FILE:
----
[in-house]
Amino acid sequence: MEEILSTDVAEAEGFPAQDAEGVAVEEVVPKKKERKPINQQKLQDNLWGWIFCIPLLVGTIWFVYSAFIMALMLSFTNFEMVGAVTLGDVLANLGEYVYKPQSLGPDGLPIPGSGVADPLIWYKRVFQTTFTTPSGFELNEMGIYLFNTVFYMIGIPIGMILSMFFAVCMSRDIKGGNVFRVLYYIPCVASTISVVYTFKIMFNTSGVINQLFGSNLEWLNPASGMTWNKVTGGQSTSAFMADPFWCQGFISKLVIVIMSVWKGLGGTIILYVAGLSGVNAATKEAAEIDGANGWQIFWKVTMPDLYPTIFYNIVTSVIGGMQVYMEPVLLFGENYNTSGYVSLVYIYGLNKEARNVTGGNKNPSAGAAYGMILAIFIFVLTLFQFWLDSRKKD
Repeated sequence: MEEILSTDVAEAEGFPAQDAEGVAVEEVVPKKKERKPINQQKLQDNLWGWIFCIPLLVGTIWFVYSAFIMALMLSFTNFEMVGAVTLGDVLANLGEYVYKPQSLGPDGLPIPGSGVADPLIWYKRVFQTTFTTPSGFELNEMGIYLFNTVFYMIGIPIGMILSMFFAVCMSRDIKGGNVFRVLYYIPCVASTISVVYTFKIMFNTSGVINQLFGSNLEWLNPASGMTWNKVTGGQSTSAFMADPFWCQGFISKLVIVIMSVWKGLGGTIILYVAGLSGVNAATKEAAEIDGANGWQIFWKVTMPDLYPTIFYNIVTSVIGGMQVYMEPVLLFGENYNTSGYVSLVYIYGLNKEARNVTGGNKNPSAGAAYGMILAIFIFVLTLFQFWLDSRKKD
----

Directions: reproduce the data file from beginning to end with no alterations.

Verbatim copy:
[in-house]
Amino acid sequence: MEEILSTDVAEAEGFPAQDAEGVAVEEVVPKKKERKPINQQKLQDNLWGWIFCIPLLVGTIWFVYSAFIMALMLSFTNFEMVGAVTLGDVLANLGEYVYKPQSLGPDGLPIPGSGVADPLIWYKRVFQTTFTTPSGFELNEMGIYLFNTVFYMIGIPIGMILSMFFAVCMSRDIKGGNVFRVLYYIPCVASTISVVYTFKIMFNTSGVINQLFGSNLEWLNPASGMTWNKVTGGQSTSAFMADPFWCQGFISKLVIVIMSVWKGLGGTIILYVAGLSGVNAATKEAAEIDGANGWQIFWKVTMPDLYPTIFYNIVTSVIGGMQVYMEPVLLFGENYNTSGYVSLVYIYGLNKEARNVTGGNKNPSAGAAYGMILAIFIFVLTLFQFWLDSRKKD
Repeated sequence: MEEILSTDVAEAEGFPAQDAEGVAVEEVVPKKKERKPINQQKLQDNLWGWIFCIPLLVGTIWFVYSAFIMALMLSFTNFEMVGAVTLGDVLANLGEYVYKPQSLGPDGLPIPGSGVADPLIWYKRVFQTTFTTPSGFELNEMGIYLFNTVFYMIGIPIGMILSMFFAVCMSRDIKGGNVFRVLYYIPCVASTISVVYTFKIMFNTSGVINQLFGSNLEWLNPASGMTWNKVTGGQSTSAFMADPFWCQGFISKLVIVIMSVWKGLGGTIILYVAGLSGVNAATKEAAEIDGANGWQIFWKVTMPDLYPTIFYNIVTSVIGGMQVYMEPVLLFGENYNTSGYVSLVYIYGLNKEARNVTGGNKNPSAGAAYGMILAIFIFVLTLFQFWLDSRKKD